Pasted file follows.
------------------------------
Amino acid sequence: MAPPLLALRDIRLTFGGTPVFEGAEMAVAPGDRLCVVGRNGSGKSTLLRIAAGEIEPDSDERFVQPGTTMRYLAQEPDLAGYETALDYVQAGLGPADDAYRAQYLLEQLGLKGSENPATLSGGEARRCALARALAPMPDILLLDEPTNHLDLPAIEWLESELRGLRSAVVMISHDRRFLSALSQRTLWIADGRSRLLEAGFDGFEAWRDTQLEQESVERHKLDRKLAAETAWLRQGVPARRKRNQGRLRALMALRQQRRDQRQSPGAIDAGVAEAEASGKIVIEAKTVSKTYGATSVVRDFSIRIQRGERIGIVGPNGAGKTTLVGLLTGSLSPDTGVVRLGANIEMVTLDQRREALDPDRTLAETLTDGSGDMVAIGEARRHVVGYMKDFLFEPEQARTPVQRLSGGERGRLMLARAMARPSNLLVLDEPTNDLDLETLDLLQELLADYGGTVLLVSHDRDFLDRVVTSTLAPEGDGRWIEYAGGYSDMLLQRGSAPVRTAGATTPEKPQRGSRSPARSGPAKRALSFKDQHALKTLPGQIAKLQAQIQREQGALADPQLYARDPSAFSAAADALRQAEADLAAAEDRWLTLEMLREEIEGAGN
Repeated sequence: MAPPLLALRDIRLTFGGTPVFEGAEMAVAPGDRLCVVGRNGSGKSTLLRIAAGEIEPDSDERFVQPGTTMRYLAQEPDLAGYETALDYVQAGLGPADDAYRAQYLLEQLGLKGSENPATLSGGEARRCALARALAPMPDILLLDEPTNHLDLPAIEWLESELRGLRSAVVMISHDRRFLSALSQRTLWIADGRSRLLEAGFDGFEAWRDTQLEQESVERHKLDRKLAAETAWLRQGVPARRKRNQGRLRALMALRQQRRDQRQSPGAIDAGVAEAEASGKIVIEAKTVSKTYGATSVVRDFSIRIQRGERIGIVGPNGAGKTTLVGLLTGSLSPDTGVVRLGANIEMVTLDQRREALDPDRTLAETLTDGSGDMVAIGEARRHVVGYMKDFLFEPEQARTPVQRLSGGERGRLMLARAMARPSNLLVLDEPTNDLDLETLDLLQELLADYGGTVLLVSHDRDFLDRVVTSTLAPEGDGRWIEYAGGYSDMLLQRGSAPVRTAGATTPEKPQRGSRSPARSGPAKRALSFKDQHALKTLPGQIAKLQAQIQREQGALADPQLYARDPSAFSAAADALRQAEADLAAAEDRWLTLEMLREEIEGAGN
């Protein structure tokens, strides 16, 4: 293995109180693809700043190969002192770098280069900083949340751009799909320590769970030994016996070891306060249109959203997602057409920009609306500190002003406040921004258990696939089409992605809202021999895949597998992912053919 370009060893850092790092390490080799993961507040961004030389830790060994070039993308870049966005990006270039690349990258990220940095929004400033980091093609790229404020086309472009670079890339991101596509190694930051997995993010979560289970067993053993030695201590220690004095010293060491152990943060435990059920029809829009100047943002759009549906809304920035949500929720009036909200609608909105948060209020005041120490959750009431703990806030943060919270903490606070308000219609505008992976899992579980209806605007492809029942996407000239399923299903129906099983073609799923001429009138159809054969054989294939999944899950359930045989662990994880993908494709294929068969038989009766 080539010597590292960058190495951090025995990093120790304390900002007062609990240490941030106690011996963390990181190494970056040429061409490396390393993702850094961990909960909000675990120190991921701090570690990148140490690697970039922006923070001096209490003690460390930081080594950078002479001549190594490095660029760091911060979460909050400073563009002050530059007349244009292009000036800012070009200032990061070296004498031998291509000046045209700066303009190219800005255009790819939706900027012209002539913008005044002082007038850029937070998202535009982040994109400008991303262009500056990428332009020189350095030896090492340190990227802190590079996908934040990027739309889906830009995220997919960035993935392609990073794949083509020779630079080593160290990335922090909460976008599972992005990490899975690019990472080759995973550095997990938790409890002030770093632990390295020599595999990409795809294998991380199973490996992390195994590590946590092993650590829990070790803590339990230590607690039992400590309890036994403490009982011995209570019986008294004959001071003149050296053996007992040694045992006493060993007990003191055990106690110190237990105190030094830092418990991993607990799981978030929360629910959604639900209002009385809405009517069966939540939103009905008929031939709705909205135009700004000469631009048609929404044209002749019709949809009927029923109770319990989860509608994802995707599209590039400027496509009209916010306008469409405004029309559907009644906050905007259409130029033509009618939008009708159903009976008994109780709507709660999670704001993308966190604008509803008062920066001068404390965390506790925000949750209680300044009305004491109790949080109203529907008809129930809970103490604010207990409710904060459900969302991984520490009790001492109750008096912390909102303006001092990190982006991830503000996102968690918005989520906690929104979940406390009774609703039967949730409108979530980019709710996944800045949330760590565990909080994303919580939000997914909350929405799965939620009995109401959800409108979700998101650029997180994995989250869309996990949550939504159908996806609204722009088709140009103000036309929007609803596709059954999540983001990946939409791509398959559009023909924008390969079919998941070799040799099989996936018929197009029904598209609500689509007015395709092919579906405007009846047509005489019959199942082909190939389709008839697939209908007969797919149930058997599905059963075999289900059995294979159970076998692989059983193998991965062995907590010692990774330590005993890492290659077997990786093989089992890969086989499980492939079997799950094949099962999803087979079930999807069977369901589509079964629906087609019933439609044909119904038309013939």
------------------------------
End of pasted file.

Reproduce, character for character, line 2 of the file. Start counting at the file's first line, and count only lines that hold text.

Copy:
Repeated sequence: MAPPLLALRDIRLTFGGTPVFEGAEMAVAPGDRLCVVGRNGSGKSTLLRIAAGEIEPDSDERFVQPGTTMRYLAQEPDLAGYETALDYVQAGLGPADDAYRAQYLLEQLGLKGSENPATLSGGEARRCALARALAPMPDILLLDEPTNHLDLPAIEWLESELRGLRSAVVMISHDRRFLSALSQRTLWIADGRSRLLEAGFDGFEAWRDTQLEQESVERHKLDRKLAAETAWLRQGVPARRKRNQGRLRALMALRQQRRDQRQSPGAIDAGVAEAEASGKIVIEAKTVSKTYGATSVVRDFSIRIQRGERIGIVGPNGAGKTTLVGLLTGSLSPDTGVVRLGANIEMVTLDQRREALDPDRTLAETLTDGSGDMVAIGEARRHVVGYMKDFLFEPEQARTPVQRLSGGERGRLMLARAMARPSNLLVLDEPTNDLDLETLDLLQELLADYGGTVLLVSHDRDFLDRVVTSTLAPEGDGRWIEYAGGYSDMLLQRGSAPVRTAGATTPEKPQRGSRSPARSGPAKRALSFKDQHALKTLPGQIAKLQAQIQREQGALADPQLYARDPSAFSAAADALRQAEADLAAAEDRWLTLEMLREEIEGAGN